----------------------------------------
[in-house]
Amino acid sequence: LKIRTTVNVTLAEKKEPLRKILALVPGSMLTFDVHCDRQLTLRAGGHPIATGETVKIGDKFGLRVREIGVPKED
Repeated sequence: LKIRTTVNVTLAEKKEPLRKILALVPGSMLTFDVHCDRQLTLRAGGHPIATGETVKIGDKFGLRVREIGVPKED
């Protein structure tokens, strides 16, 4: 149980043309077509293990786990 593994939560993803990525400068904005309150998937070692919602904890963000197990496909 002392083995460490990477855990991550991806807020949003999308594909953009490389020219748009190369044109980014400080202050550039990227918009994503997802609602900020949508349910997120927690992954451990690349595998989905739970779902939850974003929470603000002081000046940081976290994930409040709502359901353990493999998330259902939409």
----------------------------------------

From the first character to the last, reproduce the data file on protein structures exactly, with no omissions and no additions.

[in-house]
Amino acid sequence: LKIRTTVNVTLAEKKEPLRKILALVPGSMLTFDVHCDRQLTLRAGGHPIATGETVKIGDKFGLRVREIGVPKED
Repeated sequence: LKIRTTVNVTLAEKKEPLRKILALVPGSMLTFDVHCDRQLTLRAGGHPIATGETVKIGDKFGLRVREIGVPKED
């Protein structure tokens, strides 16, 4: 149980043309077509293990786990 593994939560993803990525400068904005309150998937070692919602904890963000197990496909 002392083995460490990477855990991550991806807020949003999308594909953009490389020219748009190369044109980014400080202050550039990227918009994503997802609602900020949508349910997120927690992954451990690349595998989905739970779902939850974003929470603000002081000046940081976290994930409040709502359901353990493999998330259902939409």